Channel Coding and Multiuser Detection for CDMA and Wireless Communications
Next generation wireless communication systems will require support for many different applications as well as improved quality compared to existing second generation systems like GSM (Global System for Mobile communications). Since there will be more users and higher data rates, the capacity must also be increased. This thesis studies channel coding and multiuser detection, two techniques that are of vital importance for designing a flexible system with high capacity and high quality.
In the first part of the thesis optimum distance spectrum (ODS) convolutional encoders are presented. These encoders generate maximum free distance codes and have superior information error weights. Results show that the ODS codes outperform previously published maximum free distance codes at no extra cost. We next use the ODS encoders as parent encoders to find large and flexible families of multirate codes. These multirate codes are obtained both by puncturing and nesting of the parent ODS codes, and are shown to perform almost as well as unpunctured codes, and to be well suited for rate-matching in direct-sequence code-division multiple-access (DS-CDMA) systems.
A study of the performance of a number of multiuser detectors shows that such advanced receiver structures are quite sensitive to errors in phase and timing estimates. With parameter estimation errors the performance of all investigated detectors approach that of the conventional matched filter detector. This emphasizes even more the important role of channel coding in CDMA systems.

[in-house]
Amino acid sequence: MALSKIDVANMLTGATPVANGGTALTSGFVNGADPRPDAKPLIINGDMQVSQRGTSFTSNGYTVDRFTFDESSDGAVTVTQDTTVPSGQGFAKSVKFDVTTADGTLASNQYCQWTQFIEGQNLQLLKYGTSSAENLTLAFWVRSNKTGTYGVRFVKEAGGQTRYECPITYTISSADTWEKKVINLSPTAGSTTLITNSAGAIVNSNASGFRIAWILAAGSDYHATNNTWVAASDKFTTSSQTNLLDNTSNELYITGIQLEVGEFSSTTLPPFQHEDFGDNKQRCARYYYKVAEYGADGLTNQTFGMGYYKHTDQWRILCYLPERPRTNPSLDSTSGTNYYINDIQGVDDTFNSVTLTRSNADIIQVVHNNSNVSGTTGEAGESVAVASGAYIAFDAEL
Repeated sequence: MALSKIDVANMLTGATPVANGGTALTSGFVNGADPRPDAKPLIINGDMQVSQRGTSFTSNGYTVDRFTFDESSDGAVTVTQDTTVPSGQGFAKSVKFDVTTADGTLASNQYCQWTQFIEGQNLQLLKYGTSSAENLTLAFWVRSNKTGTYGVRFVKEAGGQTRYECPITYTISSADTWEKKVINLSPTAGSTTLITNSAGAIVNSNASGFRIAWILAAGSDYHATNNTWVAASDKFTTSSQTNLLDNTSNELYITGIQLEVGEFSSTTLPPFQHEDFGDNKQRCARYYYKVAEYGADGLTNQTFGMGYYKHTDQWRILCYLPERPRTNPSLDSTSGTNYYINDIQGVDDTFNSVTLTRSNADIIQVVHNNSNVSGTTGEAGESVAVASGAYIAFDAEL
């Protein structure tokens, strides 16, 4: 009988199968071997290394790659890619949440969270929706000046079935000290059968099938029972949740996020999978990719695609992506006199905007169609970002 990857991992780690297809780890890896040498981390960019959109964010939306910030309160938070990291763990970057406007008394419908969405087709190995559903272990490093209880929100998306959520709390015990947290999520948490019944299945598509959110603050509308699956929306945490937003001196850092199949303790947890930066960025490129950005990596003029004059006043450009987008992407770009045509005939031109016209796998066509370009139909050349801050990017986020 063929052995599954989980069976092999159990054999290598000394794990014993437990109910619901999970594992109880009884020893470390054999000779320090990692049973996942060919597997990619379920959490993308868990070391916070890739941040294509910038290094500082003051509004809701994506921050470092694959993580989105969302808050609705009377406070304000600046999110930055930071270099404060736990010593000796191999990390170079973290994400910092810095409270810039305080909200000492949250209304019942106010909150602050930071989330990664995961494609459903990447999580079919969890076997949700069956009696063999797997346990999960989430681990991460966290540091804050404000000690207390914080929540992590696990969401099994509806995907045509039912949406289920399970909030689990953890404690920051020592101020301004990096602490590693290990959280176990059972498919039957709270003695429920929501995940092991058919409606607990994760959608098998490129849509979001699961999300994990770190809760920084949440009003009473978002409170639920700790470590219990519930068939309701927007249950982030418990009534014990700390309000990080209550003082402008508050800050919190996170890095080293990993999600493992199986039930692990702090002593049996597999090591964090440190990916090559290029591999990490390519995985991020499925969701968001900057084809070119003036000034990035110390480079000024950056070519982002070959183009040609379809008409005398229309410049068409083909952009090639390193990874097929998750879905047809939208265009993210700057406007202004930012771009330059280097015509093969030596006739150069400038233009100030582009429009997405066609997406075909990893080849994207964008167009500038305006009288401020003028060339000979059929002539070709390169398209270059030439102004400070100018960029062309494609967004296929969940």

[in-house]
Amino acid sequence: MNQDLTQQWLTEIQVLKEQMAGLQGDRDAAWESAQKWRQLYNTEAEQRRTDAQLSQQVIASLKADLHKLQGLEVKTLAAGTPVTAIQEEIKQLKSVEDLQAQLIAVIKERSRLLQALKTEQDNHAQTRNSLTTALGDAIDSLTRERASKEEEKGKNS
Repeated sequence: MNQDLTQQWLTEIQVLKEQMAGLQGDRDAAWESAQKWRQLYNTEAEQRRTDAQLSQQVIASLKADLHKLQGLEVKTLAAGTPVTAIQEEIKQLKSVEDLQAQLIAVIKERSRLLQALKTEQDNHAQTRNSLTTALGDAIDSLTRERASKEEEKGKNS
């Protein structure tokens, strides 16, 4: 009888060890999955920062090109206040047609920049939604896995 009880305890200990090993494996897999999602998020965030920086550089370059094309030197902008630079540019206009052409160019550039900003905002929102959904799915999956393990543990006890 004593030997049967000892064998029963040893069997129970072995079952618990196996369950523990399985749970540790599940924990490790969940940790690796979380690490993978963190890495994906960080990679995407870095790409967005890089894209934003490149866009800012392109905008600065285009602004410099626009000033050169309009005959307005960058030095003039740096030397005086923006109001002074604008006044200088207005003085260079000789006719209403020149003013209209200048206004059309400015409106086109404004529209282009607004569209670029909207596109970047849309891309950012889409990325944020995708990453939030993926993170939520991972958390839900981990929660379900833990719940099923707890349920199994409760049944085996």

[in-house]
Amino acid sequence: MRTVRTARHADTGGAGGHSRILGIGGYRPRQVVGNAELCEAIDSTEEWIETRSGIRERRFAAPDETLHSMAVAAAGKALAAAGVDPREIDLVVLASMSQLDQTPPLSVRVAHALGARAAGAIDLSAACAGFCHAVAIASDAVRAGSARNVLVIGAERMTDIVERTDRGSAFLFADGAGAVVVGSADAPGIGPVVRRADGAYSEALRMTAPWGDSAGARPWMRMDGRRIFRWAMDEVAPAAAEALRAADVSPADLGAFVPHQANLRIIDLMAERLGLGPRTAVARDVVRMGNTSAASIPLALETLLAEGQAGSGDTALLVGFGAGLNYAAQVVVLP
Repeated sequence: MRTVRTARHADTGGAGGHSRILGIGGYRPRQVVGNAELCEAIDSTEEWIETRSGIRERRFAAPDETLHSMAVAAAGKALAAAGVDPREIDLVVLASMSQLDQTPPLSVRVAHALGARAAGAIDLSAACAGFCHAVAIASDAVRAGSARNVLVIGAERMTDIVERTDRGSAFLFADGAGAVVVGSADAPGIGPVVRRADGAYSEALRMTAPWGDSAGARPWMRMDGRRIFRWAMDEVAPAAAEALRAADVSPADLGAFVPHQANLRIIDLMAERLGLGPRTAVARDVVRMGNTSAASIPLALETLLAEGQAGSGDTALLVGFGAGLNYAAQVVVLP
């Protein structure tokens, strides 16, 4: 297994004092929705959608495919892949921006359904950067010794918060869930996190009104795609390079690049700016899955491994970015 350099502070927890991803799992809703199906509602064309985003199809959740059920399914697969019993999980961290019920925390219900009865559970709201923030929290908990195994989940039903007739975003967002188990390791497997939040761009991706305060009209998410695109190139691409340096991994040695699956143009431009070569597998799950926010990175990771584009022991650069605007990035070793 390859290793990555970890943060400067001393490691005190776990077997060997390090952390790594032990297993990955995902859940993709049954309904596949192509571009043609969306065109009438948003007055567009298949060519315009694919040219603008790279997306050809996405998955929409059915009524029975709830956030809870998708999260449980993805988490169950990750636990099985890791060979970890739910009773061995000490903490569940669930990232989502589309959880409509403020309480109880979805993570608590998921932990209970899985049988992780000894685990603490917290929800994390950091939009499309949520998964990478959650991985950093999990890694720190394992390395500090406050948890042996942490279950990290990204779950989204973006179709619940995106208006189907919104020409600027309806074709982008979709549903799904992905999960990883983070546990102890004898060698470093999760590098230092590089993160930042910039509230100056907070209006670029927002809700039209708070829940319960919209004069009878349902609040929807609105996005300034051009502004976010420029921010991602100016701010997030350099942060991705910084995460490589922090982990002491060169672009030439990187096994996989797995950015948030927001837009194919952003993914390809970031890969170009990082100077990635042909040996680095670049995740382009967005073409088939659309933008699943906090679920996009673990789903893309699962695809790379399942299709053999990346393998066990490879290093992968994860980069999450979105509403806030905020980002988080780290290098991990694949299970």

A family of powerful very low-rate maximum free distance convolutional codes is found by nesting of rate 1/4 ODS codes. These codes are proposed for combined coding and spreading in CDMA systems, and are shown to be both more flexible and more powerful than previously known very low-rate convolutional codes. When applied in a CDMA system, we obtain significantly better performance than with a conventionally coded and spread scheme. Detailed investigations of parallel and successive interference cancellation in combination with channel code decoding show performance very close to the single user bound for the very low-rate code. All results with interference cancellation assume that decisions are taken before regeneration and subtraction of the signal. Accurate analysis of such non-linear interference cancellation is difficult. We therefore present iterative approximative analysis techniques that give results close to simulation results.
Sequential decoding of convolutional codes is a suboptimum technique that makes it possible to decode very long constraint length codes and thus obtain very low error rates. We evaluate the performance of sequential decoding theoretically and by simulations for Rayleigh fading channels. A tailbiting coding scheme together with sequential decoding is proposed and shown to give improved throughput for wireless packet data transmission.
rate compatible punctured convolutional (RCPC) codes
optimum distance spectrum (ODS)
low-rate convolutional codes
code-division multiple-access (CDMA)
automatic repeat request (ARQ)
maximum free distance (MFD)
nested convolutional codes